Landscape, sustainable, flooding, fragments, Albania.

Landscape in Fragments: A study of an Albianian landscape corridor from Shkoder to the Adriatic Sea

Eranda Janku;James Stevens;Loris Rossi


Landscape, sustainable, flooding, fragments, Albania.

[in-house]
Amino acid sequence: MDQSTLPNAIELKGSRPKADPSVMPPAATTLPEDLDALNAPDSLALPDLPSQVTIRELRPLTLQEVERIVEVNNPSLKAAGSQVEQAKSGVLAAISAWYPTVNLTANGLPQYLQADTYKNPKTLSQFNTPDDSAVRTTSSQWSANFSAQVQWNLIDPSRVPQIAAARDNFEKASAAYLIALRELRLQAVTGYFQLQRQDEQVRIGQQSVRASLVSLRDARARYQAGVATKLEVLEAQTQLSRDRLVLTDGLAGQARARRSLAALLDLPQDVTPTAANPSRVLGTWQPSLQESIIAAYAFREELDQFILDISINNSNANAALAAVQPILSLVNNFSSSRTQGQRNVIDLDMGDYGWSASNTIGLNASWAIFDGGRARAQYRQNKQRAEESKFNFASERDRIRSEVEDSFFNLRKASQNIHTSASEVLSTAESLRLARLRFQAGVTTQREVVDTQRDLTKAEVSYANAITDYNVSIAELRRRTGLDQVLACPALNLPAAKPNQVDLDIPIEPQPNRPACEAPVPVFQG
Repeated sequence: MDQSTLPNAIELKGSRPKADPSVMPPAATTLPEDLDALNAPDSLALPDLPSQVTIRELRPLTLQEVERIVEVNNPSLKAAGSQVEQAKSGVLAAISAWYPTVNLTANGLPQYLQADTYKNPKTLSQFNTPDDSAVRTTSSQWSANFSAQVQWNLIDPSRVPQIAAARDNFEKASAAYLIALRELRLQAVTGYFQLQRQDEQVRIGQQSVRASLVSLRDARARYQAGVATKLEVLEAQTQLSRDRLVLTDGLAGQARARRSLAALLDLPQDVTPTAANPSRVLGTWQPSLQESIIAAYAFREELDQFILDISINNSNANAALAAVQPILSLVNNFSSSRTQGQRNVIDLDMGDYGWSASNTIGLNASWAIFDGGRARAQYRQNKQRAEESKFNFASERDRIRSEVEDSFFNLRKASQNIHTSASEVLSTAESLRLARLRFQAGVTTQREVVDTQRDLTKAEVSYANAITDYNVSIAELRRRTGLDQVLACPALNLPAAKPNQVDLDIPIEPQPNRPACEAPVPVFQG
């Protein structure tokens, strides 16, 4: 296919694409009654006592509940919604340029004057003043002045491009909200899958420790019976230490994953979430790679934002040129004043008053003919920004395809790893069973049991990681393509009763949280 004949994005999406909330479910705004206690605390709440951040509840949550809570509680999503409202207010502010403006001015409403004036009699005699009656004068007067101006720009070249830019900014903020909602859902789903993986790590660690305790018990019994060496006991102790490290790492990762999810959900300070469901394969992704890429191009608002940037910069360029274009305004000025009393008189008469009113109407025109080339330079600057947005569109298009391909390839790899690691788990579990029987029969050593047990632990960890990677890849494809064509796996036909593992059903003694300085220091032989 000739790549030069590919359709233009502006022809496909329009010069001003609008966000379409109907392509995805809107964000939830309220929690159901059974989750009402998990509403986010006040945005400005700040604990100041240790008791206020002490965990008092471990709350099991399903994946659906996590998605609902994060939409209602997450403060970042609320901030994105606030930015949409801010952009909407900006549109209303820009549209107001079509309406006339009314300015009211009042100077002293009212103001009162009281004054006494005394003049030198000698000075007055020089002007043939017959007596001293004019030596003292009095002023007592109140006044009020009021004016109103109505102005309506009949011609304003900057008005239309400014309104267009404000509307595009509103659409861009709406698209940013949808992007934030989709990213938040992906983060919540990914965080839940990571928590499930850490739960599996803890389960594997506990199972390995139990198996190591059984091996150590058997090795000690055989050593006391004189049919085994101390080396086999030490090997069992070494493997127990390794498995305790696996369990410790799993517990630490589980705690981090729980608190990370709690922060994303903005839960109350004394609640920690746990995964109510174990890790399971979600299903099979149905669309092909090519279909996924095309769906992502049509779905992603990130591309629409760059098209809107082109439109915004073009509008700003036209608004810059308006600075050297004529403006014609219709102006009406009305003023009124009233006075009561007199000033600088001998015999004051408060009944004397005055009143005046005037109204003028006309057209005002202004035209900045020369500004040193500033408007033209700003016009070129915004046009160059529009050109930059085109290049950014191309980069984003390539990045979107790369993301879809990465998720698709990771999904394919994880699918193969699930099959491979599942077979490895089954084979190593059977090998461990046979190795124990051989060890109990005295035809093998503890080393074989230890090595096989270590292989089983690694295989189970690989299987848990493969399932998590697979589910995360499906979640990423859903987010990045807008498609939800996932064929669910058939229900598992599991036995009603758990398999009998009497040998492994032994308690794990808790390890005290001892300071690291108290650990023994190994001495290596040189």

The Albanian landscape is fractured into paradoxical parts. These fragments are palatable during the drive from the city of Shkodra to the Adriatic coast along Rruga Shkodër - Velipojë. As one leaves the dense urban environment of Shkodra and crosses the confluence of the Drin and Bojana River the landscape opens up to a vast horizontal plain of agriculture. Behind is the city of Shkodra rapidly developing in what local scholars and architects refer to as “turbo urbanism”, ahead is the agricultural ruins of the failed communist government. Albania’s history is one of conflict, occupation, and isolated communist dictatorships. Enver Hoxha was the authoritarian leader of communist Albania for decades, and following his death in 1985 Albania’s government collapsed in 1990. Albania’s transition to a parliamentary democracy has been difficult and lead to an Albanian diaspora in Italy, western Europe and North America. The many political upheavals have left broken or nonexistent public infrastructure fostering a strong distrust of public development by the populous. Today, after a decade of relative stability and new monetary investments, architects and designers are facing conflicting and paradoxical choices. This paper seeks understanding of the Albania context through a case study of a landscape of fragments between the northern city of Shkodra and the Adriatic Sea (figure02). The study was carried out by an international cohort of architects and urban planners from Albania, Italy and the United Sates. The researchers sought to interrogate the social and political factors that shaped the landscape and to seek to clarify what contributions can be made by architects in a context that is geographically proximate but culturally remote. Highlighted will be the forces that shaped the landscape as we find it today. With pressure coming from uncontrolled urbanization and a constant threat of flooding, Shkodra serves as an example of how ecosystems react when exceeding their ability to regenerate. When viewed from above, the land is subdivided in large plots by mechanized irrigation ditches (figure03). The order provided by the former communist government does not seem to rule this land today. Greenhouses scaled to service large areas of land stand broken, altered, or abandoned adjacent to poorly engineered and ineffective levees. The land does not adhere to polyculture agriculture, nor does it operate as an efficient mechanized farming operation. Settlements are no longer planned, rather informally developed, many times located in areas that are both ecologically damaging and unsafe (figure04) The research and analysis concludes with modest design propositions that are intended to tease out the potential of the context. The proposals do not pretend to fix or rebuild the landscape but only to provide small but meaningful interventions. Most significantly, new insights are provided on the landscape of Albania, where the limit between proximate and remote is regulated by a fragile edge of ever changing fragments
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